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Saturday, 29 December 2012

Filling the gaps [Islamic Business & Finance]

The Investor for Securities Company launched Safa Investment Services, billed as the world's first global Islamic asset manager in the GCC, in October this year. Muslims currently make up 25 per cent of the world's population, and with 450,000 Muslim millionaires in the Middle East, Islamic investment options are becoming increasingly important on the world stage. However, their asset management needs seem to have been sadly neglected by the industry. John Sandwick explained to Islamic Business & Finance how Safa Investment Services has stepped in to fill the void.

What was the rationale behind the launch of Safa Investment Services?

Globally, there are about $80 trillion in professionally managed assets. Muslims must own at least $3 trillion or more of this, of which virtually zero is Shari'ah- compliant. In my nearly 20 years as a Swiss banker I've opened hundreds of private client and institutional managed accounts, mostly for Saudis. Nearly all those clients asked me to avoid Haram investing, or investing that is against their basic spiritual principles. Unfortunately most asset management is Haram. Hedge funds, derivatives, junk bonds, and the like are certainly not acceptable. I realised over five years ago that there is an enormous latent demand for Islamic asset management, but when I looked around there was absolutely no supply. Safa Investment Services fills that gap.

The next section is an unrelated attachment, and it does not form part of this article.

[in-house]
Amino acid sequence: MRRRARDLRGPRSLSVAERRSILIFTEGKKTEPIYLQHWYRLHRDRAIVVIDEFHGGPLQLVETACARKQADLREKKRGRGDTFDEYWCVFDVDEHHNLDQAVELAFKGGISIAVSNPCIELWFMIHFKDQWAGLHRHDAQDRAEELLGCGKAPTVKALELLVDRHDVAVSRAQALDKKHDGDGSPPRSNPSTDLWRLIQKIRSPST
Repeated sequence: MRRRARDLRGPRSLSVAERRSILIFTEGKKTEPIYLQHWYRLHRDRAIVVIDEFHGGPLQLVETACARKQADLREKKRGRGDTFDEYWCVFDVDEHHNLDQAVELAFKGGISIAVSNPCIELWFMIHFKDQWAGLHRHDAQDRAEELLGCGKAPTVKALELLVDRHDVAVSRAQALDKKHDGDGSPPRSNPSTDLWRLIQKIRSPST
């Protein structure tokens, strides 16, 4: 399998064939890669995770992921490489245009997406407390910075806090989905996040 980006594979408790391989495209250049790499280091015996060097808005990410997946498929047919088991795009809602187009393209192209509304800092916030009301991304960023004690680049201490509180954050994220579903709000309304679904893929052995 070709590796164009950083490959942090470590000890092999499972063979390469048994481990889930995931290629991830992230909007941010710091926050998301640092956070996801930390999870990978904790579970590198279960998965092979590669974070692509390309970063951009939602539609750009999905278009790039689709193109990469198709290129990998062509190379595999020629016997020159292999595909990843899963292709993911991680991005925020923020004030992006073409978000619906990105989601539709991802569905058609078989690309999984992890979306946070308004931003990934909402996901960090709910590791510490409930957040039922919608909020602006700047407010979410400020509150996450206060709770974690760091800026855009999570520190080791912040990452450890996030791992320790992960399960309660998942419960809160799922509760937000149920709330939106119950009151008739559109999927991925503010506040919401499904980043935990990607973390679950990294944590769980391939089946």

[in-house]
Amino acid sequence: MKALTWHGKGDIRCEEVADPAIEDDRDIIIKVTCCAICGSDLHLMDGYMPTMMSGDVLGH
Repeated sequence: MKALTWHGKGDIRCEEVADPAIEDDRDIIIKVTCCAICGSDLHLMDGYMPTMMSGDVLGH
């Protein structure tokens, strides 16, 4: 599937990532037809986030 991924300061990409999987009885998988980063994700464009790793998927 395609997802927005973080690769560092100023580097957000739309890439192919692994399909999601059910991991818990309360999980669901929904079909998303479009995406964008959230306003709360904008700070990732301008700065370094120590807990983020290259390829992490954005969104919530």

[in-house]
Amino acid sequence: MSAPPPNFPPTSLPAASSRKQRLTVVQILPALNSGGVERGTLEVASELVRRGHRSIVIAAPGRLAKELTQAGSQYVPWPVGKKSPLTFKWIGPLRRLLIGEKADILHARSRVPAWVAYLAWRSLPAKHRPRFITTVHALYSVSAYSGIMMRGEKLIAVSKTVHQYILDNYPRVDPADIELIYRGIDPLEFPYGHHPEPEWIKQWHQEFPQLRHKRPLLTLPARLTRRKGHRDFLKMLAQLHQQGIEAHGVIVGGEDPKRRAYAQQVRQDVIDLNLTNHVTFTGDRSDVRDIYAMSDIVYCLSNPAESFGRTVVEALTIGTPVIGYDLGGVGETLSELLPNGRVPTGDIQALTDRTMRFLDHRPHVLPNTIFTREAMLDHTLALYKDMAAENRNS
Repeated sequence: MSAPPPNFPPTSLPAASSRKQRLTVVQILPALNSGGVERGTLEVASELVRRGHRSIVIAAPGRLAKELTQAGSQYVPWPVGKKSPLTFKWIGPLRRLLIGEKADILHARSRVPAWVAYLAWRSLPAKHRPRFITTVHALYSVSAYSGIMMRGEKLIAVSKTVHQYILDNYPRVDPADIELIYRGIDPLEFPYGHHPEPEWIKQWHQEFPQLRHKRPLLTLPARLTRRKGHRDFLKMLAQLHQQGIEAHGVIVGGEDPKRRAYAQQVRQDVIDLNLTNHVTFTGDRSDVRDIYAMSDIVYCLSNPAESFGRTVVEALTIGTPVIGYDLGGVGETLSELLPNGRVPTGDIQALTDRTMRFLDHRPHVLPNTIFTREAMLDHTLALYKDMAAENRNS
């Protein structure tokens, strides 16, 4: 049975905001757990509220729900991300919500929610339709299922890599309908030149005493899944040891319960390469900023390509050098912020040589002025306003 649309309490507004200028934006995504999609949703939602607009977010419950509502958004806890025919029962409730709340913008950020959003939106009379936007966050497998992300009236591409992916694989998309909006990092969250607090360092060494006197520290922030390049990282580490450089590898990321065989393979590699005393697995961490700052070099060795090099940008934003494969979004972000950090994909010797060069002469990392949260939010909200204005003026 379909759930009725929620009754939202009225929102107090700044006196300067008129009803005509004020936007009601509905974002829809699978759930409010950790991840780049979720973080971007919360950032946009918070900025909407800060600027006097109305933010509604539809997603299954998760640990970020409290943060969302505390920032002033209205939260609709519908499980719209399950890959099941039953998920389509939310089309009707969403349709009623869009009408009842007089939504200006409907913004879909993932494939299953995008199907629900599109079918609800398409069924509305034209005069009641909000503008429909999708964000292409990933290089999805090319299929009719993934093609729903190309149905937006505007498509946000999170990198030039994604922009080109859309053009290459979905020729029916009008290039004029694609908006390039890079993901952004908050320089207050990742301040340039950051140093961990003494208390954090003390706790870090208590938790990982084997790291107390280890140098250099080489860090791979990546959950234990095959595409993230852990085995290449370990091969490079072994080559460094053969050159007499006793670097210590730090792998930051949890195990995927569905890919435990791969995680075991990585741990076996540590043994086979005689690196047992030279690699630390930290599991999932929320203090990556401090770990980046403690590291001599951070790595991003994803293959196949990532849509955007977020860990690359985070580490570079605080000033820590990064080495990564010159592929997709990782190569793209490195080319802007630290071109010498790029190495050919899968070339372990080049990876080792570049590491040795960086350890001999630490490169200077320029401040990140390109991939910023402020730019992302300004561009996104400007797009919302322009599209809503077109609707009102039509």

What differentiates Safa Investment Services from other Islamic asset management firms?
There are no other Islamic asset management firms. If you or your readers know of one then please tell me. I'm quite intimate with the domestic banking systems in Malaysia, and I've been of course throughout Saudi Arabia, Dubai, London and Switzerland. There is not one firm or entity doing Islamic asset management. There are many who create and manage Shari'ah- compliant products. But none assemble the best of those products in a disciplined, rigorous, professional fashion that results in robust portfolio allocations, which is the definition of asset management. In that sense Safa is the world's first and only Islamic asset manager. It does not produce investment products, it manages them.
What types of services are you offering?
We are not offering any products. There are other firms that produce and manage many products, about 850 of them by last count. Safa provides the same service you'd find at JPMorgan Asset Management, or Credit Suisse Asset Management. However, the difference is only in that we perform professional asset management of Shari'ah-compliant assets. We construct income, balanced and growth portfolios (low, medium and high risk) comprising cash, fixed income, equity and alternative investment allocations that include "best of class" assets in each category. Our allocations are back tested, benchmarked and then subjected to highly advanced technical analysis, just as you'd expect at BlackRock or Merrill Lynch. The funny thing is, when we compare our allocations to their conventional peers we see enormous outperformance and much lower risk metrics. In other words, Islamic asset management is proving superior to conventional when you make apple- to-apple comparisons.
What makes these products more ethical?